Deciduous forests
Deciduous forests are of two kinds-- temperate and tropical.
Deciduous forests have predominantly broad-leafed trees. Temperate deciduous forests occur in areas of moderate temperature and rainfall with cold winters. Species belonging to these forests drop leaves in autumn. The deciduous forests in tropical areas shed leaves only by December (in the Northern Hemisphere) when water becomes scarce.Decidous forests

Tropical Monsoon Deciduous Forests in India:
The tropical monsoon deciduous forests are found in areas receiving annual rainfall of 100 to 200 cms in India, with a distinct dry and rainy seasons and a small range of temperature.
 They occur on the wetter western side of the Deccan Plateau, the north-eastern part of the Deccan Plateau and the lower slopes of the Himalayas, on the Siwalik Hills from Jammu in the west to West Bengal in the east.

They cover parts of Chhattisgarh, Orissa, Bihar, Jharkand, Andhra Pradesh, Karnataka, Kerala and Tamil Nadu.

The principal trees of these forests are teak, sal, sandalwood, mahua, khair, mango, jackfruit, wattle and bamboo, semal, sisasm, myrobalan, arjun and the banyan tree. They shed their leaves for six to eight weeks during the dry season, usually from March to  May, to prevent the loss of moisture through evapo-transpiration.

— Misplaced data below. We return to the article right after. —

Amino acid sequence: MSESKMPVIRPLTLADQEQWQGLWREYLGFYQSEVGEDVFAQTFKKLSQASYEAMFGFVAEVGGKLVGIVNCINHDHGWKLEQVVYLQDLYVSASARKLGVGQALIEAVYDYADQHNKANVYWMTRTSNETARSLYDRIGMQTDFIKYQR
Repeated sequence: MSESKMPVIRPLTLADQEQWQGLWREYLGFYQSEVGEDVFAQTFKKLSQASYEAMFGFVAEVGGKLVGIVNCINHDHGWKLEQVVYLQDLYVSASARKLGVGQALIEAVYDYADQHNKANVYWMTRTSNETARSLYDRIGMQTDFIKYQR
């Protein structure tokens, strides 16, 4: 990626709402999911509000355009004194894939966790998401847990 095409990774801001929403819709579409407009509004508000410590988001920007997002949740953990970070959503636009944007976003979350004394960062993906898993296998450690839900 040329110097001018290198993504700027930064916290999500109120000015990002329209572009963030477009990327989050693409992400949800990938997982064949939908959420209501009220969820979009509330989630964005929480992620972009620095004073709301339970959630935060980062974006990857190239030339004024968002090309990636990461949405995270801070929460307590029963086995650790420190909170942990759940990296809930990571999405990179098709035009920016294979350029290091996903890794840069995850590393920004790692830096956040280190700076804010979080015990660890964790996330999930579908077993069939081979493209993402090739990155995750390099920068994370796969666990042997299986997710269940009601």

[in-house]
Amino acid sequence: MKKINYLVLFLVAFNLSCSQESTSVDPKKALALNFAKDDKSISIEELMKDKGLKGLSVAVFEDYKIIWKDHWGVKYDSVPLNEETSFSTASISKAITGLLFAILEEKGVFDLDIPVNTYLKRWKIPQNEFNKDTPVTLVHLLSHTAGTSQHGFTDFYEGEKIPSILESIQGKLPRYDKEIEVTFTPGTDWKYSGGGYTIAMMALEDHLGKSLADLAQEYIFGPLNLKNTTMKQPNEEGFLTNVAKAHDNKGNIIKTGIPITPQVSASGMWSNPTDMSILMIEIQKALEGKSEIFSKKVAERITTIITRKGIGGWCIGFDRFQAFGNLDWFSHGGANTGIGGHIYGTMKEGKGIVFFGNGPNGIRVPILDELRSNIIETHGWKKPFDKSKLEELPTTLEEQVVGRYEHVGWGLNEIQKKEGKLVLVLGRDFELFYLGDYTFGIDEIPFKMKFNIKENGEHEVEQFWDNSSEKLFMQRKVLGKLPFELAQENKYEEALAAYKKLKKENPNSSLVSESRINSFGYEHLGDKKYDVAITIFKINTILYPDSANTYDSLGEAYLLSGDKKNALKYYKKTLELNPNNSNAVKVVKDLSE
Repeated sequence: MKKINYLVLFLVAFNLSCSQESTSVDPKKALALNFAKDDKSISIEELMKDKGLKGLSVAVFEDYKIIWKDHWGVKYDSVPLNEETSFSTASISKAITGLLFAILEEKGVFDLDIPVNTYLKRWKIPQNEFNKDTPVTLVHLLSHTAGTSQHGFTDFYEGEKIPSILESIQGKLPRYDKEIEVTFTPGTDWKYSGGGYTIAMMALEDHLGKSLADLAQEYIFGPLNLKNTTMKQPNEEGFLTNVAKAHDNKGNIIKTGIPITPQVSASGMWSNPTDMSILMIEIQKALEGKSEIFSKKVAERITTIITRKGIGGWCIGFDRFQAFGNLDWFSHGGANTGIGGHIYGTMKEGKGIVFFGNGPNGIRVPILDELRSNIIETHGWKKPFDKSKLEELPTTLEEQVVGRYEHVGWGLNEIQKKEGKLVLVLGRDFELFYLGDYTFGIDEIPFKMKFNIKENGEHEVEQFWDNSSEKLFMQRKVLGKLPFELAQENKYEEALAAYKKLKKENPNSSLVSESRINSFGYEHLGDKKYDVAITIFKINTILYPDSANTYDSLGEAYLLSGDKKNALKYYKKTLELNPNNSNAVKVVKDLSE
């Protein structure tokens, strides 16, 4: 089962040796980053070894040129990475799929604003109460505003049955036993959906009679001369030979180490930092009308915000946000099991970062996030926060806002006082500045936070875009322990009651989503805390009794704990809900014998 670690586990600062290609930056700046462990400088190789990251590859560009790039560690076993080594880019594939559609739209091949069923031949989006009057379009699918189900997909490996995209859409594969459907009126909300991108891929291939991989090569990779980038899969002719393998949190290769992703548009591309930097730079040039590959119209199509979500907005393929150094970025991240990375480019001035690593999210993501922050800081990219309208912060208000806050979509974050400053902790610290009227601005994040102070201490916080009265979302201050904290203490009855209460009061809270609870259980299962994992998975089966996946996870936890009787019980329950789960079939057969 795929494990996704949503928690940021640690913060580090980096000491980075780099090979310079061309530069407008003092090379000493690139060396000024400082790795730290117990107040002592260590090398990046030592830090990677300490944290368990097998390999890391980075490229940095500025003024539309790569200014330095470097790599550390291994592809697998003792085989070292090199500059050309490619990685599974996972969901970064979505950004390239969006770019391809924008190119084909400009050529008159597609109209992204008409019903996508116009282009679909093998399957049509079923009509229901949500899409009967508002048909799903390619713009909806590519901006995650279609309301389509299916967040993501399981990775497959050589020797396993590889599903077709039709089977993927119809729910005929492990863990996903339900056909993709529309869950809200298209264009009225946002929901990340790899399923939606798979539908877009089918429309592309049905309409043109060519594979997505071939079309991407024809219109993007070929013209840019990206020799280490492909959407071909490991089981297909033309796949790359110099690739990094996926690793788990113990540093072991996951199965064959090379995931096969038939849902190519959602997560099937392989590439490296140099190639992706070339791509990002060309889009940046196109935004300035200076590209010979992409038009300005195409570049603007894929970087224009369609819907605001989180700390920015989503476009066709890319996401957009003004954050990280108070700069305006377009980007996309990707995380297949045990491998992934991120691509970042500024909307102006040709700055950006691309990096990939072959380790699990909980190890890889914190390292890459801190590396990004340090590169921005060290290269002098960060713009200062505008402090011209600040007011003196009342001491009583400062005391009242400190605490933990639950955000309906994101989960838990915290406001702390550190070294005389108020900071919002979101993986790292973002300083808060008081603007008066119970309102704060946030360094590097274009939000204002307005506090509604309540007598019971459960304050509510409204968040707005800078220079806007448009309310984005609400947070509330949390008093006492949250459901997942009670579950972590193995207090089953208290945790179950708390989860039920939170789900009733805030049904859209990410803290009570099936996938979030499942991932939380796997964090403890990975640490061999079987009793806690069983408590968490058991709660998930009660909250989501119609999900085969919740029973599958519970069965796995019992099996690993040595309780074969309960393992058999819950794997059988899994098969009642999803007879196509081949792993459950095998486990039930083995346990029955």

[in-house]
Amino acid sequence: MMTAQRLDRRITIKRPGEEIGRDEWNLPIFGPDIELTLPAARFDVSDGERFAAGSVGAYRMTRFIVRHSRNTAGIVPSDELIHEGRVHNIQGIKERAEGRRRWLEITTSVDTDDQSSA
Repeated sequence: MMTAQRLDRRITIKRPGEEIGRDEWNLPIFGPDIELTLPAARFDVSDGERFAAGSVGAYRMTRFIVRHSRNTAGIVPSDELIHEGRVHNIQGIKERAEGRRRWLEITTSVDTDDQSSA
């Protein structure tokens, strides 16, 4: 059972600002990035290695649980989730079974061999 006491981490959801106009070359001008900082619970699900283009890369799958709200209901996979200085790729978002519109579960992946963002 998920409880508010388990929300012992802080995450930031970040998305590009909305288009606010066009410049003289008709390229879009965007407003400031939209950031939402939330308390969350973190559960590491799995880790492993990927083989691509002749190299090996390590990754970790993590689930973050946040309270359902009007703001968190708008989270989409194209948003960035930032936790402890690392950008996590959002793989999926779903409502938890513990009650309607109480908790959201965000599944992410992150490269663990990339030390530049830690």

Kerala's deciduous forests:
The principal specie of Kerala's deciduous forests is teak. Others include Terminalia species (such as Maruth, Kadukka and Thanni),  Lagerstroemia lanceolata (Venthekku, known as naked maiden of forest), Cassia fistula (Konna-- a picture of its flowers is used to form the tiled pattern above). These grow in fairly open forests. Their leaves are characteristically light green in contrast to dark green leaves of trees in tropical evergreen forests. They also exhibit low branching in contrast to trees of evergreen forests.


The correct spelling is deciduous, not decidous forests.